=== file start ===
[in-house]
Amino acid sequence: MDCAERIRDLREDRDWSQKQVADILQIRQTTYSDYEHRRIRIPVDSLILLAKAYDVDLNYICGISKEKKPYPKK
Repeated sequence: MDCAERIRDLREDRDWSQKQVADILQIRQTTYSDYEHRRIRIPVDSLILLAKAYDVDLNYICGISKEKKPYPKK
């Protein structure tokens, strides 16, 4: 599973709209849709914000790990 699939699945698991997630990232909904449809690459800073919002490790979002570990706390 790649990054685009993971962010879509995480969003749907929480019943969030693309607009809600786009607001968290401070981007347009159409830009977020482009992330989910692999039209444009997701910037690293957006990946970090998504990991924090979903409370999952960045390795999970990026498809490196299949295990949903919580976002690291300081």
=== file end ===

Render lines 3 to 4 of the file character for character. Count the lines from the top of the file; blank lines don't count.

Repeated sequence: MDCAERIRDLREDRDWSQKQVADILQIRQTTYSDYEHRRIRIPVDSLILLAKAYDVDLNYICGISKEKKPYPKK
């Protein structure tokens, strides 16, 4: 599973709209849709914000790990 699939699945698991997630990232909904449809690459800073919002490790979002570990706390 790649990054685009993971962010879509995480969003749907929480019943969030693309607009809600786009607001968290401070981007347009159409830009977020482009992330989910692999039209444009997701910037690293957006990946970090998504990991924090979903409370999952960045390795999970990026498809490196299949295990949903919580976002690291300081």